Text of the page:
Severity
Incident
Leak
Yes
Ignition
No

A small research sample of approximately 5 grams of aluminum hydride (alane) doped with 2-3 mol % TiCl3 contained within a glass ampoule ruptured after transit while stored in an office cabinet. The rupture was attributed to over-pressurization caused by hydrogen gas buildup within the sample over a four-month period. The glass ampoule, contained within a 0.2-inch thick cardboard shipping tube, was not a pressure-rated container. The rupture resulted in glass chards penetrating the protective cardboard shipping tube. The aluminum hydride, a fine powder, was released from the shipping tube during the pressure release. The fine aluminum powder leaked from the cabinet and set off a local smoke alarm that brought emergency responders to the scene. No personnel were present in the area when the incident occurred at almost midnight. Inspection of the packaging after the incident did not show evidence of any fire or smoke associated with the glass ampoule rupture. No injures occurred related to the rupture.

If this incident had happened during transit, personnel injury and damage to surrounding material could have occurred. Similar injury and damage could have occurred at the receiver facility during transit, storage, or preparing for analysis.

Incident Date
Feb 11, 2008
Setting
Equipment
  • Laboratory Equipment
  • Glassware
Damage and Injuries
When Incident Discovered
Lessons Learned

1. All samples with potential for hydrogen buildup should be limited to ground shipment only. (This shipment was by ground and air. If this incident were to have happened in an airplane, the consequences may have been worse.)

2. All samples must be properly labeled before shipping. Hazard label warnings need to be located on the outside of the shipment package.

3. The following safety information should be included with the shipment: the material safety data sheet (MSDS), applicable standard operating procedures (SOPs), and detailed information for the safe handling of the materials.

4. Improper labeling can result in improper handling and storage. Lack of proper labels allowed the sample to be delivered to an office rather than a laboratory, where the material can be properly handled and stored in an approved location.

5. For hazardous material shipments, do not ship material in quantities beyond what is needed by the receiver. Lesser material quantities lead to reduced risks in the event of a failure. In this incident, the analysis only required 0.1-0.2 gram of material, but 5 grams of the material were shipped. The receiver suggests that future sample sizes for this analysis be limited to a maximum of 0.5 gram (10% of what was shipped in this incident).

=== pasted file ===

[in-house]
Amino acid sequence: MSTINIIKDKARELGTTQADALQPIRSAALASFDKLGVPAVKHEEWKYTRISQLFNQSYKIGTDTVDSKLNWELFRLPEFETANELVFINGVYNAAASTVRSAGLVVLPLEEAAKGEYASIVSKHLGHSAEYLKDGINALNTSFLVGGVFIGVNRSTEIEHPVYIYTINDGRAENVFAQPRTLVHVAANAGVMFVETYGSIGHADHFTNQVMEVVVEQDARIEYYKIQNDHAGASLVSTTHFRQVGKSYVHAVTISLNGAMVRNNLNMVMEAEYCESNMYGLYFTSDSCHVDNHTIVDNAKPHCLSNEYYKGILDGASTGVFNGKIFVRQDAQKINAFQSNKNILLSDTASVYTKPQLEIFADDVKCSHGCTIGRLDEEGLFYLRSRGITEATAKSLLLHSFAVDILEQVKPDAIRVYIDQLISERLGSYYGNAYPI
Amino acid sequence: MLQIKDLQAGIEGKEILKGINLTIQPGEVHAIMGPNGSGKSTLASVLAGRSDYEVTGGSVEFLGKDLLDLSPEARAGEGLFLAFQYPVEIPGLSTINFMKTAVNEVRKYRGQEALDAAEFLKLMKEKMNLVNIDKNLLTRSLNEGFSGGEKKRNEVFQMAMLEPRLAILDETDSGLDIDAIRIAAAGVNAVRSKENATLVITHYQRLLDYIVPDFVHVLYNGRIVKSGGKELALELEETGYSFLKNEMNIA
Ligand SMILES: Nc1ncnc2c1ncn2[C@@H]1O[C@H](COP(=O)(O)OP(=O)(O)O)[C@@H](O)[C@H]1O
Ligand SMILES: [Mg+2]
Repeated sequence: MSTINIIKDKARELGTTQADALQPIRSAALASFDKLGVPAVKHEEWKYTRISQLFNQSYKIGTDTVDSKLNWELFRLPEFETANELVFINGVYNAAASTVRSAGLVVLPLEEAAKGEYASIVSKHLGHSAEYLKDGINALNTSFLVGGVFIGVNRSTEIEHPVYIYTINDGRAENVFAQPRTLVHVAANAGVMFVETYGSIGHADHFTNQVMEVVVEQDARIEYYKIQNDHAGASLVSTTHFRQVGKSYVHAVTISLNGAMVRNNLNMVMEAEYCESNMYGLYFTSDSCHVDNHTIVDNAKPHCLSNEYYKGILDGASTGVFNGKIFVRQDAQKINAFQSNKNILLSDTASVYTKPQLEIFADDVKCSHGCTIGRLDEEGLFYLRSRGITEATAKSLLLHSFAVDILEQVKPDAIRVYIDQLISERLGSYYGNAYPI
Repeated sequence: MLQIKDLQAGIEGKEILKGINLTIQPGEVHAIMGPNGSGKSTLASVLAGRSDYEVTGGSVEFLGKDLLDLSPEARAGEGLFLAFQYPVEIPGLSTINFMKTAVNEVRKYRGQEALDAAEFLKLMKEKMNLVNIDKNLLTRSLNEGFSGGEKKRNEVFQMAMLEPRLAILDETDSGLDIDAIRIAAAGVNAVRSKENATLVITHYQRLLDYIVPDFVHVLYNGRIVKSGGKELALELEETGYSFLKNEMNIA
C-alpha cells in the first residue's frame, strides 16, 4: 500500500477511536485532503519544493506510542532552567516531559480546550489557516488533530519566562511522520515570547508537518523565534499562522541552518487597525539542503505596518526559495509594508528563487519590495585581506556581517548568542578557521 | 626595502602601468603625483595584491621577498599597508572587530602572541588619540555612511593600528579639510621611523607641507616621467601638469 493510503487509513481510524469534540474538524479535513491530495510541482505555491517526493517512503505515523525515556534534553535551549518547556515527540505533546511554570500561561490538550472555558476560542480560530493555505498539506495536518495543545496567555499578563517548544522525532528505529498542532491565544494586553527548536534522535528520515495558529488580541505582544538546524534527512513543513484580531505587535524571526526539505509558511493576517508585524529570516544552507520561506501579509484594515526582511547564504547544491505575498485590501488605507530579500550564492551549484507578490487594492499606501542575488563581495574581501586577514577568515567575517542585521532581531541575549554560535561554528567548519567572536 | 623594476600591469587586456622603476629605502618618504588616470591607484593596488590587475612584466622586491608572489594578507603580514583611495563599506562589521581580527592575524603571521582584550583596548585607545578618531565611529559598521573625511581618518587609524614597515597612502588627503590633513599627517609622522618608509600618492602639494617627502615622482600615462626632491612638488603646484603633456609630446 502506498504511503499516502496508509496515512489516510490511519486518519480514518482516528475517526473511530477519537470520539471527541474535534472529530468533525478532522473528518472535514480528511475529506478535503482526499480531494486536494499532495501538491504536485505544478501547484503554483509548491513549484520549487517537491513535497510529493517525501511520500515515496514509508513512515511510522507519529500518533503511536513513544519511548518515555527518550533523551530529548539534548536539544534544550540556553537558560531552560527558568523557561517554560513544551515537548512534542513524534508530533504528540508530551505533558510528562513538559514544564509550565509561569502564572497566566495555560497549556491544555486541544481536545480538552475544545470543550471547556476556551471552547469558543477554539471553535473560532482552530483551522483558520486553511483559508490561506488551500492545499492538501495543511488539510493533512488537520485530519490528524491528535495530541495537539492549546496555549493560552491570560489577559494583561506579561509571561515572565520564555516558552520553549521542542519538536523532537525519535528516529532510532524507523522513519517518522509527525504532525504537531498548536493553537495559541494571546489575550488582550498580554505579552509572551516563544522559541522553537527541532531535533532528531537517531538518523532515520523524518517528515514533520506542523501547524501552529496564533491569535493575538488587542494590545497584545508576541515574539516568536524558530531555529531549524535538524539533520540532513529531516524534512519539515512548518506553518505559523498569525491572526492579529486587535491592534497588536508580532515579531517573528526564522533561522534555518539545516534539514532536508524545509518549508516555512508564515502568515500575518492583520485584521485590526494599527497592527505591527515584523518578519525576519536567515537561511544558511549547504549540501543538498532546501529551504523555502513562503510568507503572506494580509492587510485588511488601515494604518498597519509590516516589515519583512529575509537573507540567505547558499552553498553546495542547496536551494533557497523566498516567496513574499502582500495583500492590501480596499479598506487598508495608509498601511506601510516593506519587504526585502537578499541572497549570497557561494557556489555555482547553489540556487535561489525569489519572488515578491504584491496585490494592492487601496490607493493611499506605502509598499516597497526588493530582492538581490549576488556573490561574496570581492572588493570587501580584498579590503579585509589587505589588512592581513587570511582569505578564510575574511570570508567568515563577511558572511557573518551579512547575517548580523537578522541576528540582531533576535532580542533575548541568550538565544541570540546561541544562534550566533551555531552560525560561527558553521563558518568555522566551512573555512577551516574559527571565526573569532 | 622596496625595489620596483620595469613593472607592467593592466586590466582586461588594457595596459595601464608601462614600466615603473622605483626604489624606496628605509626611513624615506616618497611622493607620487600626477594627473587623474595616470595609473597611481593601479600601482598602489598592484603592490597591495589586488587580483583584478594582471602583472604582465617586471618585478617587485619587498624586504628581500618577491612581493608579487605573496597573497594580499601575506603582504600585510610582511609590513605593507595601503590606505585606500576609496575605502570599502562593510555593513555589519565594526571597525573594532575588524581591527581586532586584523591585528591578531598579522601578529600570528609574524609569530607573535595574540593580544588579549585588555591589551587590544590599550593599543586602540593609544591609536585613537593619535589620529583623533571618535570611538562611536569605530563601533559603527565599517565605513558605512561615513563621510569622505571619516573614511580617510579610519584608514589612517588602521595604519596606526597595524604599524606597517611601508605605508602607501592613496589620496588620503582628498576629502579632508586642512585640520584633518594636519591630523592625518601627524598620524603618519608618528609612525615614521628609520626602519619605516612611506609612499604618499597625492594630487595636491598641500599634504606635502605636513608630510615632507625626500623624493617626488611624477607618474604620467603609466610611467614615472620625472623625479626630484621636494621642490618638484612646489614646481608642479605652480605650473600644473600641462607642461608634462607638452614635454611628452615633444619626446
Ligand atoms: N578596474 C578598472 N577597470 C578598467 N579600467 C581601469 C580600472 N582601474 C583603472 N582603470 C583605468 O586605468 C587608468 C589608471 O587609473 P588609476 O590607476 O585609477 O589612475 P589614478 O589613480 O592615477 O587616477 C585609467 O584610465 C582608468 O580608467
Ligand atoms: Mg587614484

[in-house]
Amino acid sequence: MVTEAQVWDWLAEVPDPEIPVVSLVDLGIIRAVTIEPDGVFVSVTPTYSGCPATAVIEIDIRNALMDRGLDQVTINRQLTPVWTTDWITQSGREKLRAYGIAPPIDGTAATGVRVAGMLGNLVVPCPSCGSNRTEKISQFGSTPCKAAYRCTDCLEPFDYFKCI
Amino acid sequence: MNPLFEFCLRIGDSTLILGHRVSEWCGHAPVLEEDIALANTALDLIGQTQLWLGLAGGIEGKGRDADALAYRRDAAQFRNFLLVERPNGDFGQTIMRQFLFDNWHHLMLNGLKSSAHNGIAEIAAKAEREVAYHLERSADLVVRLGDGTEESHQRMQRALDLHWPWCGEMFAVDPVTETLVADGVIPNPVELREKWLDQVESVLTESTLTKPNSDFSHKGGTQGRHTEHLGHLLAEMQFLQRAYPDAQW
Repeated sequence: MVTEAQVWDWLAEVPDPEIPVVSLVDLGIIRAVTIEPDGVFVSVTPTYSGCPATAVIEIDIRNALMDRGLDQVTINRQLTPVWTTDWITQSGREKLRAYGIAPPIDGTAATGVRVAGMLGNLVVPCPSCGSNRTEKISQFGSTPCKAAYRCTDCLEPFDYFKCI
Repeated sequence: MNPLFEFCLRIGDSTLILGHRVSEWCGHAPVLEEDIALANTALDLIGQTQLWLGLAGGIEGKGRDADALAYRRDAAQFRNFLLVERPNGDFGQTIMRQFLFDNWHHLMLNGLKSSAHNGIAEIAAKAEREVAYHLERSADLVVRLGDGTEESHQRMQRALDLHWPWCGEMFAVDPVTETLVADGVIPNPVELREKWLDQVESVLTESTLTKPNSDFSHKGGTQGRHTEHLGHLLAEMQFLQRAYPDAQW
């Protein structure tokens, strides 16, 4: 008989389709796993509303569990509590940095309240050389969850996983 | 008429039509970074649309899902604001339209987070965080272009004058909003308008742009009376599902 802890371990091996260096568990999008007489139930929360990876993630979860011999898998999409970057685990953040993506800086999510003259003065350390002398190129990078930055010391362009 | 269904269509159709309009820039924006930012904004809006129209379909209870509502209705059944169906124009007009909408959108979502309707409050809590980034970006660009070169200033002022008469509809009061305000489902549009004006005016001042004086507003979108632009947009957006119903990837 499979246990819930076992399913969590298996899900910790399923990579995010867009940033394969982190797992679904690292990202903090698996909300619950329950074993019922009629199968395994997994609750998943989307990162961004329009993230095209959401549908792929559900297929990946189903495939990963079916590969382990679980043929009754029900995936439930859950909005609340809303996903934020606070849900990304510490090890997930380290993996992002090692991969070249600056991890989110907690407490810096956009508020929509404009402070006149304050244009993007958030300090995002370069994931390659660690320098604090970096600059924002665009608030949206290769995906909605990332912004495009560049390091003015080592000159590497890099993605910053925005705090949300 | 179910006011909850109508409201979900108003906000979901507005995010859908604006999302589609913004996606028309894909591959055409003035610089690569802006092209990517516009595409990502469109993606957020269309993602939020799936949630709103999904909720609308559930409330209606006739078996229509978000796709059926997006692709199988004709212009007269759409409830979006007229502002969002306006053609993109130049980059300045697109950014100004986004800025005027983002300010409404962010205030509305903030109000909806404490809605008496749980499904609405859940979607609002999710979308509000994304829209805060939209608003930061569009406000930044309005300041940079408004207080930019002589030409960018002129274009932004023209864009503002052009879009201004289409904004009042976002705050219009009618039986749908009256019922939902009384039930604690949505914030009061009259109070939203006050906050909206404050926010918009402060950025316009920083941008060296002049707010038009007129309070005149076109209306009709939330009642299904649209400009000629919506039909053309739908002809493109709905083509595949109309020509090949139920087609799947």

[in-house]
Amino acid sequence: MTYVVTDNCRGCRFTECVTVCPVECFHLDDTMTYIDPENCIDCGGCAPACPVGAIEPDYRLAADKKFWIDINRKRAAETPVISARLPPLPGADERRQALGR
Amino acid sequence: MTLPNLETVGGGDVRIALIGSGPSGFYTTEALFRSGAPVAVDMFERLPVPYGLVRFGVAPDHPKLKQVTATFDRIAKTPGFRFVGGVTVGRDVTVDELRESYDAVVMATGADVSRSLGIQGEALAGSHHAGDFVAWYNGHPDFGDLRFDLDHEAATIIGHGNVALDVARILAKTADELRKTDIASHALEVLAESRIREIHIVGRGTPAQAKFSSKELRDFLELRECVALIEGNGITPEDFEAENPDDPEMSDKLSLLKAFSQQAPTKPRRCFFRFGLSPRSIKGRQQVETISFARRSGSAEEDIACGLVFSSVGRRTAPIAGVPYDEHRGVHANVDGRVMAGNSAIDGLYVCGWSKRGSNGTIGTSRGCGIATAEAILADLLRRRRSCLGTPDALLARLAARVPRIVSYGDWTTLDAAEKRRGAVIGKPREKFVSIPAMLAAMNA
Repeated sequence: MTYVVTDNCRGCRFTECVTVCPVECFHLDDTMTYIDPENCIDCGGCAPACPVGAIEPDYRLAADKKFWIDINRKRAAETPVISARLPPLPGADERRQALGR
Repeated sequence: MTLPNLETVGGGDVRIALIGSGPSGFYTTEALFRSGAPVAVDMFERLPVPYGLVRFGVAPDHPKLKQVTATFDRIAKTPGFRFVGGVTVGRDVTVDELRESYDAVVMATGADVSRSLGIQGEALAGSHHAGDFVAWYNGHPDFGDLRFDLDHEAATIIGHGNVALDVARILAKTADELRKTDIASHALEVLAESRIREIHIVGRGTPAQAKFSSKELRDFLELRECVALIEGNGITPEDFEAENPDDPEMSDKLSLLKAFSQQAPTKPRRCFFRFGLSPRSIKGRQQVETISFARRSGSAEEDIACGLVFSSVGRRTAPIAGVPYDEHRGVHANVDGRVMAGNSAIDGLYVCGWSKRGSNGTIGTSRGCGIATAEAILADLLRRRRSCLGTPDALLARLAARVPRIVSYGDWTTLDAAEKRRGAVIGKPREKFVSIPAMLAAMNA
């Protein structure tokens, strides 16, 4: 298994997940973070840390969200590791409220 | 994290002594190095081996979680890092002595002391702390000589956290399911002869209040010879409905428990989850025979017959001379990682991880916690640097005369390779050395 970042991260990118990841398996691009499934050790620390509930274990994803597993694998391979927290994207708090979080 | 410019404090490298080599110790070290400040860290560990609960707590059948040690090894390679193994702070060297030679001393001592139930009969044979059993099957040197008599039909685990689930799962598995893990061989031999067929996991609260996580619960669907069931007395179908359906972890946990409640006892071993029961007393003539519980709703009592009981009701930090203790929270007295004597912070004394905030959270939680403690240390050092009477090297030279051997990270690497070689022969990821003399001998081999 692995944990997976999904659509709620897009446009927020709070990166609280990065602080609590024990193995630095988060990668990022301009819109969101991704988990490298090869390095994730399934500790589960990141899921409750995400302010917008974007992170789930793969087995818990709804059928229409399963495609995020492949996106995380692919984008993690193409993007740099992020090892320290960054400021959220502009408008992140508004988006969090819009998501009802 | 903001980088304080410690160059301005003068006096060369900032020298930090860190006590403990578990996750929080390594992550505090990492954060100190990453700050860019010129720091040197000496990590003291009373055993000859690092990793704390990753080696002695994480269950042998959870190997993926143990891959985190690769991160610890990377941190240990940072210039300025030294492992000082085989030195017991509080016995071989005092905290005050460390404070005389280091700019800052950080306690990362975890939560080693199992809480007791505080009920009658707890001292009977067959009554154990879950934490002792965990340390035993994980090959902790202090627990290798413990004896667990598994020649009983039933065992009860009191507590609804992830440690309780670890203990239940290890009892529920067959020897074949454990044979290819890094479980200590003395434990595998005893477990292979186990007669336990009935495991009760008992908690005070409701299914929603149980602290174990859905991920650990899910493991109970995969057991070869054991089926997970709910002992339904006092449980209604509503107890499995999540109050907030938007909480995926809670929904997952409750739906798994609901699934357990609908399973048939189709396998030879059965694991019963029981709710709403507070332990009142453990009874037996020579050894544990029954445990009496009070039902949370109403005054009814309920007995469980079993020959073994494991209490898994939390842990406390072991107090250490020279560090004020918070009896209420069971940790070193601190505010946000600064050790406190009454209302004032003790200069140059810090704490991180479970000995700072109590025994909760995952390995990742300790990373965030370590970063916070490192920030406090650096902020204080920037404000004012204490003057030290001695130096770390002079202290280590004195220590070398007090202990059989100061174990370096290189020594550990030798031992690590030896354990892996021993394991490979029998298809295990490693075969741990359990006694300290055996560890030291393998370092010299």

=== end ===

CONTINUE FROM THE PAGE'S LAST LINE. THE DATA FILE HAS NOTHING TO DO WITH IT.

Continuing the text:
6. Samples that have the potential for hydrogen generation should use a pressure-rated container with the following features:

    a.  Head space to contain the maximum possible gas release from the sample below the container's maximum safety pressure limit.

    b.  Pressure relief mechanism (such as a release valve) that can be slowly opened within a glove box to safely equalize any pressure build-up.

    c.  Outer shell capable of containing any flying debris. A secondary metal container outside the pressure-rated container is suggested as a possible solution for containing potential flying debris.

7. Sealed glass containers should not be used to store samples that could generate pressure over time. These types of glass containers are not rated for pressure. Capped glass vials, bottles, or metal cans are alternate options to consider.

8. Safe transport and handling procedures for these types of materials need to be followed. The receiver requested that all shipments from the shipper of this sample be stopped until safety concerns from this incident are addressed.

9. Store these types of materials in proper approved storage. MSDSs should be available either locally or at a central location.

10. If a sample shipment lacks proper documentation, treat it as potentially hazardous until proper documentation is obtained.

11. DO NOT become comfortable with handling these types of aluminum hydride materials. Routine handling of these samples without problems can lull users into shortcuts that could result in more damaging results than this incident. If this incident had happened with personnel present, there was a potential for personnel injury.

Additional discussion about working with reactive metal-hydride materials in the laboratory can be found in the Lessons Learned Corner on this website and in the Hydrogen Safety Best Practices Manual.